I'm not sure what sector of the electorate Gordon Howie thinks he's targeting by investing so much of his blog energy in blowing smoke for Annette Bosworth. Continually stumping for an admitted lawbreaker and fake conservative who showed no ability to build a viable campaign in South Dakota serves neither Howie's objective of building an effective opposition voting bloc nor the higher aims of justice. Neither will defending Bosworth with errors of fact and law.

In his latest excuse for Bosworth's petition circulation felonies, the re-energized conservative blogger Howie repeats the charge that the Attorney General's prosecution of Bosworth is unfair given all the other alleged violations of petition rules that go unpunished or lightly punished:

Many petitions circulators have violated this “oath” by not “personally witnessing” every signature. In South Dakota, just a few years ago, six Republicans were found guilty in a case that involved as many as 1,400 signatures. Their penalty… a $200.00 fine. Now, for an alleged violation involving 37 signatures, Annette Bosworth is facing 24 years in prison, thousands of dollars in fines and the loss of her license to practice medicine. Seem fair to you?? [Gordon Howie, "Is Your Legislator Guilty?" The Right Side, 2015.01.22]

Howie refers to a ballot probe in 2004 that found six Republican get-out-the-vote operatives, including future state legislator Todd Schlekeway, notarized absentee voter applications without personally witnessing the applicants' signatures. Note that Schlekeway et al. were not circulating petitions; they were soliciting absentee voting applications, thus invoking charges under different law. As I explained in July, Schlekeway's violation of his notary seal was a misdemeanor. He pled guilty and received a misdemeanor penalty.

In the Schlekeway case as in the Bosworth case, the Attorneys General (Long then, Jackley now) have acted to uphold the letter and spirit of the law while protecting voters from disenfranchisement. If Howie wants to invoke the Schlekeway precedent, then the fair outcome would be that Bosworth would plead guilty to her felony and receive her felony penalty.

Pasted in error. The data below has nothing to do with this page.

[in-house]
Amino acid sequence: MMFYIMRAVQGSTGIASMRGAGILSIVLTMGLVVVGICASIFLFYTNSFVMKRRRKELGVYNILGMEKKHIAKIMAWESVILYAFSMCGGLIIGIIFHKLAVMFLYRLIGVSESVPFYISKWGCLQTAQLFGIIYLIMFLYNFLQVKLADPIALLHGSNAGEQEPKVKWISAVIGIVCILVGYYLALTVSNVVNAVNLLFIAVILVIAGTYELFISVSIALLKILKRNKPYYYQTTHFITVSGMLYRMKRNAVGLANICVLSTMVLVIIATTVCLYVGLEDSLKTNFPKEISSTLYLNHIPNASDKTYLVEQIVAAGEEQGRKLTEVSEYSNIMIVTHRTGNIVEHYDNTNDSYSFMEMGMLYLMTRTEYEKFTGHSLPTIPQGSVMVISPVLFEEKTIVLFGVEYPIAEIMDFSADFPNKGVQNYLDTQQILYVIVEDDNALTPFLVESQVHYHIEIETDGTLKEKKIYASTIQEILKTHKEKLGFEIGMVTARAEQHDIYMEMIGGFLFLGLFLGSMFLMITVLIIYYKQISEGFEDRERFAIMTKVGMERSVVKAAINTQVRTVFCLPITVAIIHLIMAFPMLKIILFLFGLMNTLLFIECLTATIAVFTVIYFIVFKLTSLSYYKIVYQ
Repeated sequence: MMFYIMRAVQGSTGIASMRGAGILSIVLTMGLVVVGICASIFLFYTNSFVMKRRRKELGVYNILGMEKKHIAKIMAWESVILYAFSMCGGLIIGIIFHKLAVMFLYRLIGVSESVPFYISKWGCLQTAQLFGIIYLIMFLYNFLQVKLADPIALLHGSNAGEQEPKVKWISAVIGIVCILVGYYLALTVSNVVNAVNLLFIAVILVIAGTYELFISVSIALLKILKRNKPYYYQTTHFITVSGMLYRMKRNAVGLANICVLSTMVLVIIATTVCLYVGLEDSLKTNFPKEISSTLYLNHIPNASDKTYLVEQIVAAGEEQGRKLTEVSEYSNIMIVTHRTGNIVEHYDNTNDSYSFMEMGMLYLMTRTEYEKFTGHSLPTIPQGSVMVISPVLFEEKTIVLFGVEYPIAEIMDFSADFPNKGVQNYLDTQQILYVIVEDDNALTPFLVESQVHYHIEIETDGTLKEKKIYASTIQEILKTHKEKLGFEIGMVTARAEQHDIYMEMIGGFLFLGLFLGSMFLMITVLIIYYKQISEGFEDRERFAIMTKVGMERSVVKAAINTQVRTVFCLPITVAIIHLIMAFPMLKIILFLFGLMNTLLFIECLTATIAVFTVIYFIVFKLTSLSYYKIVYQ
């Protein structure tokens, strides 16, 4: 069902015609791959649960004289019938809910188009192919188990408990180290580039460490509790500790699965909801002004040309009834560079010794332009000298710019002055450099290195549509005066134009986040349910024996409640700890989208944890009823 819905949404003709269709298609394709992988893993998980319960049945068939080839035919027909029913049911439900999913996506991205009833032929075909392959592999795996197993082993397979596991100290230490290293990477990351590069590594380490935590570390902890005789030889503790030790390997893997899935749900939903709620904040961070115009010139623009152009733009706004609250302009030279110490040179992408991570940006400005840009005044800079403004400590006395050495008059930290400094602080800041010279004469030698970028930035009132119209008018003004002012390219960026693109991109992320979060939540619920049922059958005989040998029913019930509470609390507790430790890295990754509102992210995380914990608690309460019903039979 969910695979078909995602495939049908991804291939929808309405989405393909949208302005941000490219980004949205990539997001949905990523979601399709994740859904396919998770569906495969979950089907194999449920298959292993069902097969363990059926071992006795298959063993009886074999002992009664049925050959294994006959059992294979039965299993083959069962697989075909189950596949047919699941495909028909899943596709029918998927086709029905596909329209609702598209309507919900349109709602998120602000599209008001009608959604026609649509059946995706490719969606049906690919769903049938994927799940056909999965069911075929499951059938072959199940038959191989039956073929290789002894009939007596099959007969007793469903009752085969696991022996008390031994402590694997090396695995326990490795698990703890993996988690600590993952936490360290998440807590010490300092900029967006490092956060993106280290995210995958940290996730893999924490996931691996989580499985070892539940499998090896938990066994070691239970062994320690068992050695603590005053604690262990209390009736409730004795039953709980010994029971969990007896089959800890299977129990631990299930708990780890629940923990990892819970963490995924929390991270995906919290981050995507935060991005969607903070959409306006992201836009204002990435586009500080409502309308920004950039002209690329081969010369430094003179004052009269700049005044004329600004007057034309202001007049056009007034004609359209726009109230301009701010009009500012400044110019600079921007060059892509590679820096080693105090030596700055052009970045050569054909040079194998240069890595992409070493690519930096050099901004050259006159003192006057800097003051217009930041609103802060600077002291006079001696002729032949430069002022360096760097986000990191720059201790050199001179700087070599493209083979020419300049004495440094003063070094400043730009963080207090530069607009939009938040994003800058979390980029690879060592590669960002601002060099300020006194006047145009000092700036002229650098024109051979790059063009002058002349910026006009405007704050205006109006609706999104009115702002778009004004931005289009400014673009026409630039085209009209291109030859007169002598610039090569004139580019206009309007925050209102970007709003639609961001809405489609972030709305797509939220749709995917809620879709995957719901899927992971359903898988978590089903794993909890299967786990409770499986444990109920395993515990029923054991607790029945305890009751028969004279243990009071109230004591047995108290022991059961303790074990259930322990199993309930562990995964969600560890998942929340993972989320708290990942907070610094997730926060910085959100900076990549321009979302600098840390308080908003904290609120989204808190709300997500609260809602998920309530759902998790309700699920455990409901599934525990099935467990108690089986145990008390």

Trying to fabricate a defense for Bosworth out of thin air and grade-school excuses, Howie accuses a majority of South Dakota legislators of committing the same crime and challenges them to deny it:

Actually, the practice of “not personally witnessing” petition signatures is widespread, but rarely challenged. Certainly not to the level of felony charges.

Here is the question for every Legislator in South Dakota, both past and present:

Will you swear that you personally witnessed every single signature on every petition you have circulated?

There are, no doubt, some who can respond in the positive. They will be in the minority.

Howie made this same baseless and cowardly charge for the same Boz-crush purpose at the beginning of the month. His charge is logically, legally, and factually wrong because...

  1. Howie cannot name a single guilty party.
  2. Howie produces no example of a petition with evidence of a false circulator's oath.
  3. Howie confuses a rhetorical question for logical proof.
  4. Howie shifts the burden of proof from prosecutors (who can slam-dunk meet that burden against Bosworth in court) to the unnamed defendants under his blanket accusation.
  5. Howie forgets that every legislator who circulated a nominating petition has already answered Howie's rhetorical challenge by signing the circulator's oath.

Howie's last resort may be the appeal for mercy. Note his inclusion in the list of consequences for Bosworth the fact that a felony conviction could cause her to lose her medical license.

Commit one felony, get kicked out of your profession? Welcome to my world. State law says South Dakota teachers can lose their teaching licenses for committing any crime involving moral turpitude or drugs. The Professional Teachers Code of Ethics puts my teaching license at risk if I engage in any act the results in a conviction. I suspect other licensed professions have similar rules. Professional status carries special burdens.

If Howie wants to propose revoking all professional licensure requirements in South Dakota and declare that criminal records should bear no weight on allowing people to teach or practice medicine, I invite him to lay out that case. If Howie can produce evidence of petition fraud by other candidates, I invite him to lay out the evidence. So far in his fresh Boz-crush, he has done neither... and even if he does, such arguments and evidence will have no bearing in front of Bosworth's judge next month.